Nothing could be more boring than to begin a post with “sorry for the lack of updates, folks,” so I won’t do it. How’ve you all been?
I went to wonderful GameCity 8 in Nottingham at the end of October. Quinns and I gave a talk on relationships, romance and sex in games the transcript of which we hope to make available soon; in part it’s an adaptation of our letter series from earlier this year on the topic, only with more “dark” “adult” FMV games. Keith Stuart mentioned our talk in his “Five things I learned at GameCity” article in the Guardian!”
We co-hosted our evening of romantic games chat with the fantastic Tale of Tales, who showed Luxuria Superbia there. More on that game very soon — meanwhile, the Fullbright Company’s Steve Gaynor did an in-depth Gone Home Q&A at GameCity, which I covered at Gamasutra.
Interestingly, Gaynor said Gone Home was prototyped in Frictional Games’ engine, the one they used for Amnesia. Lately I also interviewed Frictional Games on upcoming Soma, and how having no-combat first-person games is a more interesting design challenge than most people imagine. It’ll also be the company’s first outing on PS4, and I’m told they’re not finding it too much different than developing for a PC.
I’ve also been busy doing some longer form stuff; I spent a good deal of time with Nick Yee’s new book, The Proteus Paradox, full of fascinating research on online worlds. In the Columbia Journalism review, I dig into the book’s main takeaways: That given the limitless possibility of virtual worlds and online games, we seem to prefer to dutifully imitate the constraints and conventions of the familiar. You could even argue we have a responsibility to go further than that.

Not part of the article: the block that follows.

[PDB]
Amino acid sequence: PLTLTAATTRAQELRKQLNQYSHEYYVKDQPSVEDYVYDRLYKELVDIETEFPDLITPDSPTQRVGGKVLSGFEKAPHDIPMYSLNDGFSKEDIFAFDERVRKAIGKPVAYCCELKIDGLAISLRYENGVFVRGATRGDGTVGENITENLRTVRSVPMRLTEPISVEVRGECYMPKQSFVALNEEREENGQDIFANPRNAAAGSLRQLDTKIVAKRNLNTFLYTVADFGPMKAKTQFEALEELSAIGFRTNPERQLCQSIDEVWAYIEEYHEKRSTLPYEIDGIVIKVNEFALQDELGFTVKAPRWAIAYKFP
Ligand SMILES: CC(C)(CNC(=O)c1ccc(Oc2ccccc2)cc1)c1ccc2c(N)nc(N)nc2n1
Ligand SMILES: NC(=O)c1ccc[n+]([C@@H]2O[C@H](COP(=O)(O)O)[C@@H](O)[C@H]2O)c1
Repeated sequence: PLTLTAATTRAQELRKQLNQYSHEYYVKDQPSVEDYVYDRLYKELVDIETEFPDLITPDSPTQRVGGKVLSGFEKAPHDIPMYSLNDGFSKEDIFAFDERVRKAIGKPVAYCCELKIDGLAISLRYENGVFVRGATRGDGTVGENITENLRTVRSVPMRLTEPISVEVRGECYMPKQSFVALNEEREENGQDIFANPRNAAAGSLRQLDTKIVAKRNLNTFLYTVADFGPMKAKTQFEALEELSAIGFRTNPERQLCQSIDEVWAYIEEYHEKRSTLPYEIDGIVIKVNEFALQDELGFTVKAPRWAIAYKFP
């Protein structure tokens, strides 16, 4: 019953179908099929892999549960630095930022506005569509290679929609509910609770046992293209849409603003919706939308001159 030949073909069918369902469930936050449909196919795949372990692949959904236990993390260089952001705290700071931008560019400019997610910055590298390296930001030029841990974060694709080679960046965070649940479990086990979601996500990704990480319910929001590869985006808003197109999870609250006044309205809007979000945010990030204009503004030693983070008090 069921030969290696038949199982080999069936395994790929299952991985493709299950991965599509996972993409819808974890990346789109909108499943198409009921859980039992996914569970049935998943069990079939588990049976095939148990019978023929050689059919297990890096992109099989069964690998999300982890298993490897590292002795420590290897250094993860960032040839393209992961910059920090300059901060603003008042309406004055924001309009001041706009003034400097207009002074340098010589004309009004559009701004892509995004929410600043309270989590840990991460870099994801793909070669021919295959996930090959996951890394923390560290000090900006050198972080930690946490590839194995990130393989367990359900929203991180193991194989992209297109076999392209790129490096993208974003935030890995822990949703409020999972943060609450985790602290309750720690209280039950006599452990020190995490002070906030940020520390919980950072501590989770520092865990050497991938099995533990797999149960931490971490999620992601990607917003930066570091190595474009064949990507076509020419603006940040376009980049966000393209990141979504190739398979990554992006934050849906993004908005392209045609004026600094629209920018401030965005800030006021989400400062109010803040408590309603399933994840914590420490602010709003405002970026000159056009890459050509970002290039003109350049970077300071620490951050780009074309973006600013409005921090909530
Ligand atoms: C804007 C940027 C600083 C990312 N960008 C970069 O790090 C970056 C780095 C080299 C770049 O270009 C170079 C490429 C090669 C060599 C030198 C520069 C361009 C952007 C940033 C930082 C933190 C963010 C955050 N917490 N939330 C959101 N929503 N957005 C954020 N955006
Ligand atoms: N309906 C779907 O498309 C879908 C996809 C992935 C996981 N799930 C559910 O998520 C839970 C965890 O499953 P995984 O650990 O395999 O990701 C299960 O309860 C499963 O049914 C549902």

A lot of Yee’s research about avatar-based interaction and gaming online has useful takeaways for designers working with virtual and augmented reality gaming technology. As part of Gamasutra’s themed advanced input/output week last week, I devised five questions for the future of VR gaming: Major considerations I think designers should have good answers to in order to make work in the wearable tech and VR-wear space meaningful instead of gimmicky.
Finally, I spent a good deal of time in recent weeks developing this feature on the boom and bust of the social gaming age on Facebook. Major designers joined this trend vein and then left it, were bought and then shut. It was an anxious time full of philosophical conflict and big business spends. What happened to all the promise we were told lay beneath the manic colonization of the platform with Zynga-Villes? And what’s next?
I’m kind of proud of that, if I may say so, so I’d love if you gave it a read and shared it. Many smart people contributed their thoughts and their experiences are very much worth hearing.